Guan Guihai: Who Is Influencing the Diplomatic Decision Making of Russia?


On November 23rd, 2015, the Institute of International and Strategic Studies (IISS), Peking University (PKU) held the 3rd lecture of North Pavilion Seminar series, Prof. Guan Guihai, Executive Vice President of IISS, made a keynote speech on "who is influencing the diplomatic decision making of Russia" and shared opinions with the present teachers and students. Prof. Wang Jisi, President of IISS, and Dr. Lei Shaohua, Senior Research Fellow, participated in the lecture which was presided over by Associate Prof. Gui Yongtao, Assistant President of IISS.

Prof. Guan Guihai focused on the presidential decision making circle to analyze the procedures for diplomatic decision making of Russia. In his opinion, Russia's decision making achievements are generally observed from internal and external perspectives. Under interaction between the international mechanism and main domestic players, the diplomatic decision making is usually divided into two types, namely passive response under stress and long-term planning poised for an opportunity to take off. The main point still lied in structural analysis of the domestic political power and the uppermost priority undoubtedly was the presidential power.

When analyzing the functioning mechanism of the presidential power in diplomatic decision making, Prof. Guan compared the ruling styles of three presidents since founding of the Russian Federation and concluded that they were all characterized by the greater jurisdiction because the president of the Russian Federation was not only the decision maker of diplomatic policies but also the supervisor of their execution; whereas the specific diplomatic guidelines and implementation procedures varied from one president to another because they were dependent on the power structure of the president himself. Putin, as a relatively strong politician, has implemented various rights granted by the Constitution and basically established the foundation for the president to independently perform duties ever since he took office.

Prof. Guan introduced the mechanism guarantee for presidential diplomatic decision making, i.e., specific rights and liabilities of different positions in the decision making team and basic conditions of the current personnel, and then from this he further pointed out that the circle which influenced the presidential decision making included Russia's strong departments, civil service groups, state owned enterprises, private oligarchs, and think tanks, etc., among which the strong departments were the real leading force in internal decision making and the others tended to be foil. He also specially analyzed how to distinguish the think tanks in Russia, and took the Ukraine issue as an example to analyze how the above mechanism functions.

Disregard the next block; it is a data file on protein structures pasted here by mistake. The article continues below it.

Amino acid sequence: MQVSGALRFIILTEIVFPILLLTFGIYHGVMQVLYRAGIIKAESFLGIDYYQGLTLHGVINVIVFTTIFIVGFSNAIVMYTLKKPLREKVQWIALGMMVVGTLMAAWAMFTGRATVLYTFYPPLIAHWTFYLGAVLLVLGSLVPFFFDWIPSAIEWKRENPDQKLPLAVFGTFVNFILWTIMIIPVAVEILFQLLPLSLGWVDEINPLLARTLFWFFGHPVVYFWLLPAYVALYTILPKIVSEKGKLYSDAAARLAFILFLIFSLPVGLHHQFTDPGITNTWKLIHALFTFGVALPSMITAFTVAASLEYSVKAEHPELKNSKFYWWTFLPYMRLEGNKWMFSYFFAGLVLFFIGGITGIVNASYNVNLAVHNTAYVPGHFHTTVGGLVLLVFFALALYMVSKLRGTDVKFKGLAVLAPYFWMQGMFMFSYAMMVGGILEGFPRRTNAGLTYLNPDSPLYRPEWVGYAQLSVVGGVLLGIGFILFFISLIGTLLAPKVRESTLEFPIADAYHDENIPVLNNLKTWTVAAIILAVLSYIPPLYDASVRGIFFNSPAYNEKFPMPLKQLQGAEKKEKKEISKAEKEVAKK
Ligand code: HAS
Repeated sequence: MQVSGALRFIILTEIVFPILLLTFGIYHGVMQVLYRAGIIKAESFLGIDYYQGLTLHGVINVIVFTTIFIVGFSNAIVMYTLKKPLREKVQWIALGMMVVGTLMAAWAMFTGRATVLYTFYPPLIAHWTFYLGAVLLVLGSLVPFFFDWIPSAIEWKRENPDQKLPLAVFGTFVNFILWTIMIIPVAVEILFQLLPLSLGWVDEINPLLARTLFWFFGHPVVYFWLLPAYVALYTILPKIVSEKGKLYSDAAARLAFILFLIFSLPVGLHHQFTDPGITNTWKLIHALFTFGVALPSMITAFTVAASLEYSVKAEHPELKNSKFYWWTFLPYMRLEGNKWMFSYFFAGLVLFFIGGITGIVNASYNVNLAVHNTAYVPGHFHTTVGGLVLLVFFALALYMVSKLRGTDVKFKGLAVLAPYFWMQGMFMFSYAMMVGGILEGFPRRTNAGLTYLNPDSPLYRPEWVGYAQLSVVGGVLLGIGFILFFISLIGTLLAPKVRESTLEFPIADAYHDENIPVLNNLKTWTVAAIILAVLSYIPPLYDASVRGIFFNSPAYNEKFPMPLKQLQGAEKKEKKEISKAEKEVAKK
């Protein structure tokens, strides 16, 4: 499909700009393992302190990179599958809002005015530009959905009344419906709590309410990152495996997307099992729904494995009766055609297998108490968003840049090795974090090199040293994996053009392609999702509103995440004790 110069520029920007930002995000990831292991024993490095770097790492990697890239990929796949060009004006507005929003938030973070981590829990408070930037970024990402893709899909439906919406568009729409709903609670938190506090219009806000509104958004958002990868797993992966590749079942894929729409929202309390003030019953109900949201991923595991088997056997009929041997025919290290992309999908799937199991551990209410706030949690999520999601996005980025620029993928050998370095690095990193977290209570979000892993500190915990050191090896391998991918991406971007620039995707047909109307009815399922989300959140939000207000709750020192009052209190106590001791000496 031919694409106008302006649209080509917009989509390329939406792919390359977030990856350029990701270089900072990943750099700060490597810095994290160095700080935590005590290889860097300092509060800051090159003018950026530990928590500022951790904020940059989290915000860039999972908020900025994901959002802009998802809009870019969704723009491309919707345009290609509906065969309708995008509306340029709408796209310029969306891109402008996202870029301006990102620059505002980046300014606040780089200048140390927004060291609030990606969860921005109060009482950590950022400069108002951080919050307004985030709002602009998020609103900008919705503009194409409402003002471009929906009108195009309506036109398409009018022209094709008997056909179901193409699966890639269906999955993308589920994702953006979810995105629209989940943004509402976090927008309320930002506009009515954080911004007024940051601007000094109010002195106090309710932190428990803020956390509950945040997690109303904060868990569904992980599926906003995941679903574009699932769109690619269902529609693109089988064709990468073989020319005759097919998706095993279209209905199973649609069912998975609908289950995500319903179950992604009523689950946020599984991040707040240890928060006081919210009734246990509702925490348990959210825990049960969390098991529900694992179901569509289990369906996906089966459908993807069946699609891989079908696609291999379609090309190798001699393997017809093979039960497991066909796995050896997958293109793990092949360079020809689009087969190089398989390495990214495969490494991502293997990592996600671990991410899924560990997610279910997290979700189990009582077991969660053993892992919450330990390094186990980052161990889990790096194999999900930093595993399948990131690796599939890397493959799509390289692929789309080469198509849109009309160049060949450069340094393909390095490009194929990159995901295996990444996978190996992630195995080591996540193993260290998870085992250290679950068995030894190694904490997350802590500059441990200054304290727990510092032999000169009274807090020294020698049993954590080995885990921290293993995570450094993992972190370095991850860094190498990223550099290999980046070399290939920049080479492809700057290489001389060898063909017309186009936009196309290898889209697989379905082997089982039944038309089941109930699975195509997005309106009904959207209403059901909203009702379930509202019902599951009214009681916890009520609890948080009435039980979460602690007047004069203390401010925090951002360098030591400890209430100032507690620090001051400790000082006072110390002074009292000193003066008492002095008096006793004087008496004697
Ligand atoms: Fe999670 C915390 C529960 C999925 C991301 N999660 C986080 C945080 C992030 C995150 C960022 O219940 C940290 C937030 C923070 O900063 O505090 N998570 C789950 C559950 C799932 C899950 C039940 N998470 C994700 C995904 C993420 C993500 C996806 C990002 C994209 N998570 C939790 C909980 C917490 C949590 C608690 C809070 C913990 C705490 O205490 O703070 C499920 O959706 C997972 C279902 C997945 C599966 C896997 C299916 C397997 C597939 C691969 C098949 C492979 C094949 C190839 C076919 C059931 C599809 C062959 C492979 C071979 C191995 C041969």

Prof. Guan pinpointed in his conclusion that the diplomatic policies highlighted the phenomenon of political power concentration in Russia. Due to lack of strict procedures and fixed mechanism, the effectiveness and consequences of such kind of decision making model entirely depended on the personal prestige and leadership art of the president; meanwhile, his decisions always presented to be featured by crisis response which was always mistaken by the outside; therefore, the future trend of Sino-Russian relations would inevitably be influenced by the attitude and identity transformation of the president and we should pay attention to such kind of potential mechanism risk.

During the Q&A session, Prof. Guan exchanged opinions with the present teachers and students on President Putin's influence on decision making, the behavioral styles of other politicians in Russia, oil and gas cooperation between China and Russia in the future, as well as other strategic chips of Russia, etc.

Copyright@2014 Institute of International and Strategic Studies Peking University. All Rights Reserved.

IISS, School of International Studies, PekingUniversity, Haidian District, Beijing 100871, China


Mobile Site

Copyright@2014 Institute of International and Strategic Studies Peking University. All Rights Reserved.